John M. Barry, 2005. At the height of World War I, history’s most lethal influenza virus erupted in an army camp in Kansas, moved east with American troops, then exploded, killing as many as 100 million people worldwide. It killed more people in twenty-four months than AIDS killed in twenty-four years, more in a year than the Black Death killed in a century. But this was not the Middle Ages, and 1918 marked the first collision of science and epidemic disease.

Superior: The Return of Race Science
Angela Saini, Beacon Press, 2020. Superior tells the disturbing story of the persistent thread of belief in biological racial differences in the world of science. As our understanding of complex traits like intelligence, and the effects of environmental and cultural influences on human beings, from the molecular level on up, grows, the hope of finding simple genetic differences between “races”—to explain differing rates of disease, to explain poverty or test scores, or to justify cultural assumptions—stubbornly persists.

The Political Determinants of Health
Daniel E. Dawes, Johns Hopkins University Press, 2020. Dawes argues that political determinants of health create the social drivers―including poor environmental conditions, inadequate transportation, unsafe neighborhoods, and lack of healthy food options―that affect all other dynamics of health. By understanding these determinants, their origins, and their impact on the equitable distribution of opportunities and resources, we will be better equipped to develop and implement actionable solutions to close the health gap.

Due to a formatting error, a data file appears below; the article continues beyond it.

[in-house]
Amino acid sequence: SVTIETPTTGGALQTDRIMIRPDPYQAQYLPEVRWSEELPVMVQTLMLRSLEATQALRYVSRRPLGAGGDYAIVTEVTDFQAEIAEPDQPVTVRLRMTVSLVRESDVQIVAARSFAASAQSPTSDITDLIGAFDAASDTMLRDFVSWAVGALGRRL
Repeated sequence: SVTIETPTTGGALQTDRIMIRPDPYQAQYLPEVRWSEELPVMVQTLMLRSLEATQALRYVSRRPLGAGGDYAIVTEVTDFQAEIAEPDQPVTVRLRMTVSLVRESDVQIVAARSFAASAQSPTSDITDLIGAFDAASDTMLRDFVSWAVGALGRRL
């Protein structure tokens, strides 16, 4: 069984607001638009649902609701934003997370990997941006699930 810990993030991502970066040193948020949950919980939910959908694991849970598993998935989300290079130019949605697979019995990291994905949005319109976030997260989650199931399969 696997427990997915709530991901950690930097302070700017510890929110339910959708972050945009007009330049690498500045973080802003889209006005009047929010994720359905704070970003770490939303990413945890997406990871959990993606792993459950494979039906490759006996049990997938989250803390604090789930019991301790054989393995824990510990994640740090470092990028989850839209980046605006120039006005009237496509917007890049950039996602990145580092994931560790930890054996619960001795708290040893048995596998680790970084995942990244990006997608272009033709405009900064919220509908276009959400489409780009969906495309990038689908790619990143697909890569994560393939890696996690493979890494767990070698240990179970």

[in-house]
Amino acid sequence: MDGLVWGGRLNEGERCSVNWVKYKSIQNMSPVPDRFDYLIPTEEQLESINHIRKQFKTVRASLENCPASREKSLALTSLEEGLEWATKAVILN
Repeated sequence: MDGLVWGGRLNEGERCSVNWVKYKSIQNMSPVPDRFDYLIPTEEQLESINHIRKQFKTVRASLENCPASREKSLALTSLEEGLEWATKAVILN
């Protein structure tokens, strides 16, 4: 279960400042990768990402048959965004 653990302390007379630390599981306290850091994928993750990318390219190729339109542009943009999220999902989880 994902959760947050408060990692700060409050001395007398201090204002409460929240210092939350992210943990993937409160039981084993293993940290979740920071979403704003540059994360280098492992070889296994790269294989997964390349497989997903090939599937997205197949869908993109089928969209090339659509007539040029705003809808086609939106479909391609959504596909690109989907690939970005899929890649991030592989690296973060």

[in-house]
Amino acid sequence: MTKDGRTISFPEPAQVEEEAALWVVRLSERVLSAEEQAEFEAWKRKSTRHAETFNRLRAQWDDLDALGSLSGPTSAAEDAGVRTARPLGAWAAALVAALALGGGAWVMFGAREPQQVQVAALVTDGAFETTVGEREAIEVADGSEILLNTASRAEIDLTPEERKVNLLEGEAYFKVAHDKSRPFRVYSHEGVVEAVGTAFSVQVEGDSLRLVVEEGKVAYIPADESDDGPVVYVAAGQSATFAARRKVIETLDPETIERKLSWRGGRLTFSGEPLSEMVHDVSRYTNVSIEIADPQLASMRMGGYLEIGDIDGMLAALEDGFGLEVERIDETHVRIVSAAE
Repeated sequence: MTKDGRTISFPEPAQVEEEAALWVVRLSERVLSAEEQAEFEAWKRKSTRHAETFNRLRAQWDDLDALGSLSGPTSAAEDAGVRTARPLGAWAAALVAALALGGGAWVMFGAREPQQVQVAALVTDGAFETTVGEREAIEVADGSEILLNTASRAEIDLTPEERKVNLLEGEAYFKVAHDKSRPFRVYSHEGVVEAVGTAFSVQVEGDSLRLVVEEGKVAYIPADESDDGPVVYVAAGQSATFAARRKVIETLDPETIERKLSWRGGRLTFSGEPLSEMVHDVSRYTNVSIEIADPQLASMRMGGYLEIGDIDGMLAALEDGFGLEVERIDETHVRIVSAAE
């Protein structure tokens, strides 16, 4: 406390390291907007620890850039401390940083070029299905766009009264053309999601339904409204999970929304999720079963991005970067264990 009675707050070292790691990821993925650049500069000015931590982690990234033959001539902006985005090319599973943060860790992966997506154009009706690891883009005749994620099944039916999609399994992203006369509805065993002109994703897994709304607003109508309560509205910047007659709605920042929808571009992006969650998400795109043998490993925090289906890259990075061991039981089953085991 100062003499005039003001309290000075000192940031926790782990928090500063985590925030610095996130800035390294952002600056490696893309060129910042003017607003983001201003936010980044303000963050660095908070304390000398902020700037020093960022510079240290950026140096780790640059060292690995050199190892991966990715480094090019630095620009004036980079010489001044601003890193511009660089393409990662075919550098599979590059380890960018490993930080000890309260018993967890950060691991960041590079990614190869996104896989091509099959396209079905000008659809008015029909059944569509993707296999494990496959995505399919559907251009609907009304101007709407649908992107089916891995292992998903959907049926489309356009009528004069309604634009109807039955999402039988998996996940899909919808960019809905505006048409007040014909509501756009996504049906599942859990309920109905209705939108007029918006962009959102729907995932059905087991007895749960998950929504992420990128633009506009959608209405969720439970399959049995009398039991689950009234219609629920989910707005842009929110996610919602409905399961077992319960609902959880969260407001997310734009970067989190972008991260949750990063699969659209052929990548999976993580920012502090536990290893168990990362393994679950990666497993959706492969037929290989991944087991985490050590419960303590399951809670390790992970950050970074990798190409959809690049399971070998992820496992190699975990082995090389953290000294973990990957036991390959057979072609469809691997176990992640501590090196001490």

Under the Skin: The Hidden Toll of Racism on American Lives and on the Health of Our Nation
Linda Villarosa, Doubleday, 2022. Villarosa lays bare the forces in the American health-care system and in American society that cause Black people to “live sicker and die quicker” compared to their white counterparts. Today's medical texts and instruments still carry fallacious slavery-era assumptions that Black bodies are fundamentally different from white bodies. Study after study of medical settings show worse treatment and outcomes for Black patients. Anchored by unforgettable human stories and offering incontrovertible proof, Under the Skin is dramatic, tragic, and necessary reading.

Anatomy of an Illness as Perceived by the Patient: Reflections on Healing & Regeneration
Norman Cousins, Open Row Media, 2016. When Cousins was hospitalized with a debilitating collagen illness, he decided to take his health into his own hands. Cousins and his doctor combated the disease together by creating a regimen of laughter and vitamin C specifically calibrated to his needs. Against all odds, the treatment worked, proving to Cousins that a positive attitude was key to his improvement. In this humorous and insightful account, Cousins analyzes his own journey in relation to holistic medicine and discusses the astounding power of mind over body.